Alimony arrangements can become infuriating when the alimony recipient secretly cohabitates with a new partner. This often results in one of two untenable situations: The alimony recipient may be using their alimony disbursements to financially support their new paramour; or the alimony recipient may be receiving cash payments of financial support from the new paramour, while concealing significant changes in finances.
Cohabitation is an area where divorce and dissolution becomes exceptionally messy. The obligor (person making alimony payments) sometimes hires a private investigator to monitor the alimony recipient and try to prove cohabitation. If cohabitation is discovered, the obligor may follow up by trying to discern the financial changes that result from the new cohabitation arrangement. Cohabitation can be hard to prove, because a wily alimony recipient might keep their new financial arrangements “off the books” in order to continue to receive alimony checks.
The evidence often yields an incomplete picture of the situation, which is then used to persuade a judge that cohabitation is occurring and an alimony modification is warranted. But a second problem arises because judges traditionally wield vast discretion in defining cohabitation, thus making alimony modification outcomes hard to predict.
Until recently family courts relied upon a New Jersey Supreme Court decision in a case called “Konzelman v. Konzelman.” This decision defines cohabitation as (1) an intimate relationship in which the couple has undertaken duties and privileges that are commonly associated with marriage, (2) a relationship that is sufficiently stable and enduring, and (3) actual cohabitation in the same residence. In addition to those three criteria, courts were free to pick and choose any relevant parameters in deciding whether a couple was cohabitating.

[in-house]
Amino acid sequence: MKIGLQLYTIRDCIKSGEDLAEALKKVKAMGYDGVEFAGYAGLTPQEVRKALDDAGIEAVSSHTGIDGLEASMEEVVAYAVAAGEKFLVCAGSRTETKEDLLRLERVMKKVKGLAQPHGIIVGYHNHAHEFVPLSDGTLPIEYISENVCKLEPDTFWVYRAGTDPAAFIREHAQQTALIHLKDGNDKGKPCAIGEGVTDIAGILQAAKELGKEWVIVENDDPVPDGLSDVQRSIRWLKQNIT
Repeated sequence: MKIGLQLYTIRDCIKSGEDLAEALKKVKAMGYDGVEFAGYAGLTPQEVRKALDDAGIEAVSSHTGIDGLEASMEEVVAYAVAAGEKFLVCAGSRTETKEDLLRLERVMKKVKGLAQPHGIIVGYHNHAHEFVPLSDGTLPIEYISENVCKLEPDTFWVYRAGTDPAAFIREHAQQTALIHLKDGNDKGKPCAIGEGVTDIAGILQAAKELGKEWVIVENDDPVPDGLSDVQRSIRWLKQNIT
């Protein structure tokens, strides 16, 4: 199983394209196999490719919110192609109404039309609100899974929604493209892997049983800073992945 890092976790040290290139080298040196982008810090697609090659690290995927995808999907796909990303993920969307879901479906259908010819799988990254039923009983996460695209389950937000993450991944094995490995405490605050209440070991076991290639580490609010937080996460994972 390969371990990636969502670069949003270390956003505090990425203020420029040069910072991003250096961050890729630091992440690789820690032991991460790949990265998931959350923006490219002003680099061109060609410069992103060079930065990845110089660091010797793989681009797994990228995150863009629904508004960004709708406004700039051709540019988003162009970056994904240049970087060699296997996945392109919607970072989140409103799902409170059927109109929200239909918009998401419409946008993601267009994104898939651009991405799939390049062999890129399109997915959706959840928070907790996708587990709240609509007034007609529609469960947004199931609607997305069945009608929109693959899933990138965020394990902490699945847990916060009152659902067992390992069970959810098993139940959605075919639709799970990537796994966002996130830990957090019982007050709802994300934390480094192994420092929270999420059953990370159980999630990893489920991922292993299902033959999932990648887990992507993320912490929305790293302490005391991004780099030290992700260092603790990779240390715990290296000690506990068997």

The recent New Jersey Alimony Reform Act clarified the meaning of cohabitation. According to this new legislation, the courts must now consider eight factors in determining whether cohabitation is occurring:
- Intermingled finances such as joint bank accounts and other joint holdings or liabilities;
- Shared or joint responsibility for living expenses;
- Recognition of the relationship in the couple’s family and social circle;
- Living together, the frequency of contact, the duration of the relationship, and other indicia of a mutually supportive intimate personal relationship;
- Shared household chores;
- Whether the alimony recipient has received an enforceable promise of support from another individual within the meaning of subsection h. of R.S.25:1-5;
- The relationship’s length; and
- Any additional relevant evidence.
The legislature borrowed some wording from Konzelman v. Konzelman, stating that “Cohabitation involves a mutually supportive, intimate personal relationship in which a couple has undertaken duties and privileges that are commonly associated with marriage or civil union.” But the legislature recognized that some couples might “cohabitate” without actually living together full-time. The new alimony reform act says that a judge can not rule out cohabitation exclusively based on “grounds that the couple does not live together on a full-time basis.”
The New Jersey Alimony Reform Act clarifies the types of evidence needed to prove cohabitation. But even with this guidance, cohabitation remains a contentious post-divorce issue. Some alimony recipients will continue to fight and conceal their cohabitation through deception and courtroom arguments. If your ex-spouse or ex-domestic partner is receiving alimony while cohabitating with a new partner or, if you are the recipient of alimony which your former spouse is seeking to terminate because of your alleged cohabitation, contact the divorce attorneys at Goldstein Law Group. Call us at 732-967-6777, or use the contact link on this page to request a consultation.
More Blog Posts:
Termination of Alimony Payments in New Jersey, August 27, 2014